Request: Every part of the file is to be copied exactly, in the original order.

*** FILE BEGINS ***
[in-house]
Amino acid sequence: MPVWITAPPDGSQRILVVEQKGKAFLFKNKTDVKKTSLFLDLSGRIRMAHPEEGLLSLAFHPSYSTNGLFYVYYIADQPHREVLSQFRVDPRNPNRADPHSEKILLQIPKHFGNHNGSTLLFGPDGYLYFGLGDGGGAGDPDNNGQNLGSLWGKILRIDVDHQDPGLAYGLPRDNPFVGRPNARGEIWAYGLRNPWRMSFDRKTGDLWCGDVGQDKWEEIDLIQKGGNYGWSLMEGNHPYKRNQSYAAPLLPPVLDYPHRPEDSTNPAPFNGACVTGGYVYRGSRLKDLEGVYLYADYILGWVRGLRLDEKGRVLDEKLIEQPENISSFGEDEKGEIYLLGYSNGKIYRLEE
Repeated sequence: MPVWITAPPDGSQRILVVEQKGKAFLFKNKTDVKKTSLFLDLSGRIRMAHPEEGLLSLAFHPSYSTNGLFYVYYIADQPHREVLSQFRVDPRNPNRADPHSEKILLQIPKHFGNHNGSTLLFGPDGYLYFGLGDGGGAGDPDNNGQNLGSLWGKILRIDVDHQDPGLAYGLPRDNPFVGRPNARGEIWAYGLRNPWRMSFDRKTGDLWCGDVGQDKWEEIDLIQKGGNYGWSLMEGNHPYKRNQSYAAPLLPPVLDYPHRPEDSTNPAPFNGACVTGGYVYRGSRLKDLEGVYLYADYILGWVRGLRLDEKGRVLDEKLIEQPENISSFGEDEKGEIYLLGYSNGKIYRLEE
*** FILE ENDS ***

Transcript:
[in-house]
Amino acid sequence: MPVWITAPPDGSQRILVVEQKGKAFLFKNKTDVKKTSLFLDLSGRIRMAHPEEGLLSLAFHPSYSTNGLFYVYYIADQPHREVLSQFRVDPRNPNRADPHSEKILLQIPKHFGNHNGSTLLFGPDGYLYFGLGDGGGAGDPDNNGQNLGSLWGKILRIDVDHQDPGLAYGLPRDNPFVGRPNARGEIWAYGLRNPWRMSFDRKTGDLWCGDVGQDKWEEIDLIQKGGNYGWSLMEGNHPYKRNQSYAAPLLPPVLDYPHRPEDSTNPAPFNGACVTGGYVYRGSRLKDLEGVYLYADYILGWVRGLRLDEKGRVLDEKLIEQPENISSFGEDEKGEIYLLGYSNGKIYRLEE
Repeated sequence: MPVWITAPPDGSQRILVVEQKGKAFLFKNKTDVKKTSLFLDLSGRIRMAHPEEGLLSLAFHPSYSTNGLFYVYYIADQPHREVLSQFRVDPRNPNRADPHSEKILLQIPKHFGNHNGSTLLFGPDGYLYFGLGDGGGAGDPDNNGQNLGSLWGKILRIDVDHQDPGLAYGLPRDNPFVGRPNARGEIWAYGLRNPWRMSFDRKTGDLWCGDVGQDKWEEIDLIQKGGNYGWSLMEGNHPYKRNQSYAAPLLPPVLDYPHRPEDSTNPAPFNGACVTGGYVYRGSRLKDLEGVYLYADYILGWVRGLRLDEKGRVLDEKLIEQPENISSFGEDEKGEIYLLGYSNGKIYRLEE